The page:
Mentions: Peyron et al. (1998) described a broad distribution of Hcrt fibers throughout the brain. Very few Hcrt projections have been studied in detail. The LC receives a very dense network of Hcrt-immunopositive axon terminals, and the connectivity between Hcrt and LC neurons has been shown to be monosynaptic. Recently, Carter et al. (2012) have suggested a conductance-based computational model by which a short (> 10 s) period of phasic Hcrt activity enhances the excitability of post-synaptic LC neurons through conductances that elevate the concentration of intracellular calcium (Figure 1). Hcrt action on post-synaptic targets is remarkably slow (Burlet et al., 2002; Kohlmeier et al., 2008), lasting several seconds, a dynamic that is consistent with the wake latencies observed after optogenetic stimulation of Hcrt cells in vivo (Mileykovskiy et al., 2005). Release of Hcrt, either synaptic or extrasynaptic, increases the excitability of LC neurons. Since optogenetic studies have showed that only a few light pulses (~20) to LC neurons are sufficient to induce behavioral sleep-to-wake transitions, mild excitation of LC neurons by other afferents within ~10 s of Hcrt-enhanced excitability would reach the threshold of an awakening with high probability (Figure 1).

Bottom Line: The hypocretin (Hcrt), also known as orexin, peptides are essential for arousal stability.Here we discuss background information about the interaction of Hcrt with other neuromodulators, including norepinephrine and acetylcholine probed with optogenetics.We conclude that Hcrt neurons integrate metabolic, circadian and limbic inputs and convey this information to a network of neuromodulators, each of which has a different role on the dynamic of sleep-to-wake transitions.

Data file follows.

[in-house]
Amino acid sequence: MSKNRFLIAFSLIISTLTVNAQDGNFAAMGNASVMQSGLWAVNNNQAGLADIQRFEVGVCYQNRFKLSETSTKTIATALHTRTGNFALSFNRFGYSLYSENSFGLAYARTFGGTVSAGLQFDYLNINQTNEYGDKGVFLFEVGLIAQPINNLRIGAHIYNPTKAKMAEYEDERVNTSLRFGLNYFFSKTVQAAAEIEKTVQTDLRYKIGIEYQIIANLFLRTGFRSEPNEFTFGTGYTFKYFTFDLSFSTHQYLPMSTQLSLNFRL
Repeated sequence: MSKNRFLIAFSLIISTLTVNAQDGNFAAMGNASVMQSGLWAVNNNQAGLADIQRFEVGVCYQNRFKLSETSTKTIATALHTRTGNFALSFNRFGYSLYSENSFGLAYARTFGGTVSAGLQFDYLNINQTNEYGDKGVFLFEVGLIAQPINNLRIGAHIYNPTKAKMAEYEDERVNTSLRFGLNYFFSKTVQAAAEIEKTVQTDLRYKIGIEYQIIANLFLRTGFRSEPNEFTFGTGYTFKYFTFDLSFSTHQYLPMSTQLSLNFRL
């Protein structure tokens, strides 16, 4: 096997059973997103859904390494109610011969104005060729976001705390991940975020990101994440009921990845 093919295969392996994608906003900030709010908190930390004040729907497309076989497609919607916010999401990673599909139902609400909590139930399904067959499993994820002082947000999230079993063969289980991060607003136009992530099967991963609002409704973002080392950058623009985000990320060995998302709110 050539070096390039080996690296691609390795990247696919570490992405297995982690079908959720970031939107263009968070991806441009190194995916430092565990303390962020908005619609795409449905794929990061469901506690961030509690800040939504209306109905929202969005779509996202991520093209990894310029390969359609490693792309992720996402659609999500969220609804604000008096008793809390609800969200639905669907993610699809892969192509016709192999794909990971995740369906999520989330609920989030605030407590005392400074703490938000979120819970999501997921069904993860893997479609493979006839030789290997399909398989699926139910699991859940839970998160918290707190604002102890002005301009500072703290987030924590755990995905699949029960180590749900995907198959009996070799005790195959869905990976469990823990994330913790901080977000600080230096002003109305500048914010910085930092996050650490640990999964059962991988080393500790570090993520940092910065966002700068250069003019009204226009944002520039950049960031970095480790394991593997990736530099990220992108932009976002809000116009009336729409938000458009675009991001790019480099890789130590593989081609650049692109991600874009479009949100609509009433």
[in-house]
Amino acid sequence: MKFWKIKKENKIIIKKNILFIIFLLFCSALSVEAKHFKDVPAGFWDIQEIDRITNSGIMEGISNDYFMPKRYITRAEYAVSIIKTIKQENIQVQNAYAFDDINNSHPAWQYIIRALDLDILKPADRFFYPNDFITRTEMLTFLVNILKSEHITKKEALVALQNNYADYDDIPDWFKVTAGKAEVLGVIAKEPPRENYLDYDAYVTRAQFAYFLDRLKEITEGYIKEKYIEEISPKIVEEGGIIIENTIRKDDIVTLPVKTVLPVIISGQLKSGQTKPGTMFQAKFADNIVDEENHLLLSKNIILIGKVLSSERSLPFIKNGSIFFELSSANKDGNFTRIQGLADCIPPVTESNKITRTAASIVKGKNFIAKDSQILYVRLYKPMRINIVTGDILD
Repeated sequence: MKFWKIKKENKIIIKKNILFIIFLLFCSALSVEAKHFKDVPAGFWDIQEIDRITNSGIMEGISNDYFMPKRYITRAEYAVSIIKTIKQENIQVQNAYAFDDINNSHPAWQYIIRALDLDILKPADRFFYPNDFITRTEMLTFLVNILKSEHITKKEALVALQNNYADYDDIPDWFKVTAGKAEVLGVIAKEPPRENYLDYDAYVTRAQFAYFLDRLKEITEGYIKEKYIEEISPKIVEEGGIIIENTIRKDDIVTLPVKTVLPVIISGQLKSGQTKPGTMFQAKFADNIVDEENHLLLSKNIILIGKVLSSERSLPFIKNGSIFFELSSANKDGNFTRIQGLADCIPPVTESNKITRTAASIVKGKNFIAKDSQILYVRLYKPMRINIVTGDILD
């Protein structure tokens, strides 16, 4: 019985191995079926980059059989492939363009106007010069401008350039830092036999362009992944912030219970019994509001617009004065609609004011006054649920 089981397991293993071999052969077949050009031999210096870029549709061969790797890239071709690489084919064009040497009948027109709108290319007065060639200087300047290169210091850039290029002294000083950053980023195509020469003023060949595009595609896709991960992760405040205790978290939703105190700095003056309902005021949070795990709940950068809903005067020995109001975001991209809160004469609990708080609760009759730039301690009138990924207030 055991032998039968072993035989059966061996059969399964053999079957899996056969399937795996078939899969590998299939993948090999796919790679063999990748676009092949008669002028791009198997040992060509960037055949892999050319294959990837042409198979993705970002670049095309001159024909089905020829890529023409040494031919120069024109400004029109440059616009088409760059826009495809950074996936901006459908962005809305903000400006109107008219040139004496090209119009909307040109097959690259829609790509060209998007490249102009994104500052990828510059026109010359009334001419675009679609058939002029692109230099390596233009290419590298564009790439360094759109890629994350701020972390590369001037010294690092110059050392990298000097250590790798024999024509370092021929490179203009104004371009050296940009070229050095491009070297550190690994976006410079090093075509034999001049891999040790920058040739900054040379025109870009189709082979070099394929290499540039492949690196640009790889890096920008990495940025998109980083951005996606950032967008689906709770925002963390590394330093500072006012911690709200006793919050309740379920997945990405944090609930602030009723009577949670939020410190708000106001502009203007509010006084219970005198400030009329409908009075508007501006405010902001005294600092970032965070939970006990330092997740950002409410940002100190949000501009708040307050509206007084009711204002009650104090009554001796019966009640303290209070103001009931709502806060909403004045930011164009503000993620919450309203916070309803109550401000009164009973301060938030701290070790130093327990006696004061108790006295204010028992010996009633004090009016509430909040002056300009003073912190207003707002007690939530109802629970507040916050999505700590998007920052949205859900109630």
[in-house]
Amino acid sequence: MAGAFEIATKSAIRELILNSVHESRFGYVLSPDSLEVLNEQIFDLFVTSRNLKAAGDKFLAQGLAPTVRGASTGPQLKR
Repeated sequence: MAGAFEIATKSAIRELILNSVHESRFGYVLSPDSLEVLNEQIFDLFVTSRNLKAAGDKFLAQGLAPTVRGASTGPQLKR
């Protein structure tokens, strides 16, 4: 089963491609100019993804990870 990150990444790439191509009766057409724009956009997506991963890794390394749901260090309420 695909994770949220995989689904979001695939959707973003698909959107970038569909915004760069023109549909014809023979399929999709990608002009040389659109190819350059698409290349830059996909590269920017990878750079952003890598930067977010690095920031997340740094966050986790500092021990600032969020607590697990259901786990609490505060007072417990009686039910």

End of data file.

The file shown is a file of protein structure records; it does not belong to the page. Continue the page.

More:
View Article: PubMed Central - PubMed

Affiliation: Department of Psychiatry and Behavioral Sciences, Stanford University School of Medicine, Stanford, CA, USA.

ABSTRACT
The hypocretin (Hcrt), also known as orexin, peptides are essential for arousal stability. Here we discuss background information about the interaction of Hcrt with other neuromodulators, including norepinephrine and acetylcholine probed with optogenetics. We conclude that Hcrt neurons integrate metabolic, circadian and limbic inputs and convey this information to a network of neuromodulators, each of which has a different role on the dynamic of sleep-to-wake transitions. This model may prove useful to predict the effects of orexin receptor antagonists in sleep disorders and other conditions.

No MeSH data available.


Related in: MedlinePlus